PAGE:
The Hulk, whose original series The Incredible Hulk had been canceled after a six-issue run in 1962–63, returned to star in his own feature when Tales to Astonish became a split book at issue No. 60 (October 1964), after having guest-starred as Giant-Man's antagonist in a full-length story the previous issue. The Hulk had proven a popular guest-star in three issues of Fantastic Four and an issue of The Amazing Spider-Man. His new stories here were initially scripted by Lee and illustrated by the seldom-seen team of penciler Steve Ditko and inker George Roussos. This early part of the Hulk's run introduced the Leader, who would become the Hulk's nemesis, and this run additionally made the Hulk's identity known, initially only to the military and then later publicly. The Abomination first appeared in Tales to Astonish No. 90, and is introduced as a KGB agent and spy. Stan Lee chose the name "the Abomination," which he realized belonged to no other character, before conceiving the character's background and appearance. Lee recalled that he simply told artist Gil Kane to "make him bigger and stronger than the Hulk and we'll have a lot of fun with him."
Namor the Sub-Mariner received his first feature in a decade beginning with No. 70 (August 1965). The Golden Age character Byrrah was reintroduced in issue No. 90 (April 1967). After the final issue of Tales to Astonish (which became the solo magazine The Incredible Hulk with issue No. 102, April 1968), the Sub-Mariner co-starred in the split-book one-shot Iron Man and Sub-Mariner No. 1 before going on to his own 72-issue series.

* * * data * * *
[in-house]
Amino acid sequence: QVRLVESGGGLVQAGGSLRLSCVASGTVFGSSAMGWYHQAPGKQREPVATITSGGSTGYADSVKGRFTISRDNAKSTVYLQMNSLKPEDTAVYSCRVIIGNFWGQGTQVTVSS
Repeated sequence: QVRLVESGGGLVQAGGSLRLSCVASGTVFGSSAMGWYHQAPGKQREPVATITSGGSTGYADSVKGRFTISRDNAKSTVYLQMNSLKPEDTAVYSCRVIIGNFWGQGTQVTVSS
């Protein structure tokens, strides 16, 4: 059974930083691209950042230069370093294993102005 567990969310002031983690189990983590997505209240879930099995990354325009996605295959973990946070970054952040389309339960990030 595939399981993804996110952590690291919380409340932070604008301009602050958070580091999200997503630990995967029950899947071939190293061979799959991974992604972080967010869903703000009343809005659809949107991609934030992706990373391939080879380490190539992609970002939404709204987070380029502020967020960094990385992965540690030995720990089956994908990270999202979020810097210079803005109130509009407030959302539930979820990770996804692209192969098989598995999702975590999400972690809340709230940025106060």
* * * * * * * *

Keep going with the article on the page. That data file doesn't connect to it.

A second volume of Tales to Astonish, using the cover logo Tales to Astonish starring the Sub-Mariner, ran 14 issues (December 1979 – January 1981), reprinting edited versions of Sub-Mariner #1–14 (May 1968 – June 1969). All but the last issue ran 18-page versions of the originally 20-page stories, with panels and text reworked to condense the plot. That last issue also included three Sub-Mariner pinups, one by character creator Bill Everett, reprinted from Marvel Mystery Comics No. 9 (July 1940); one by penciler Jack Kirby and inker Sol Brodsky, reprinted from Fantastic Four No. 33 (December 1964); and a new one by artist Alan Weiss. Covers repurposed the original art, with the premiere issue's image flipped 180 degrees.
Tales to Astonish vol. 3 No. 1 (December 1994) was a 72-page one-shot special starring the Hulk, the Sub-Mariner, Ant-Man, and the Wasp in the story "Loki's Dream" by writer Peter David, with painted art by John Estes.
January  saw the birth of two titles that would each have a place of importance in the coming age - Tales of Suspense and Tales to Astonish.CS1 maint: extra text: authors list (link)
Marvel was bursting at the seams with superheroes. To accommodate all the characters clamoring for action, [Stan] Lee was obliged to put two stars into several of the comic books, each one taking half the pages for his own separate story. The Hulk returned to join Giant-Man in Tales to Astonish No. 60 (October 1964).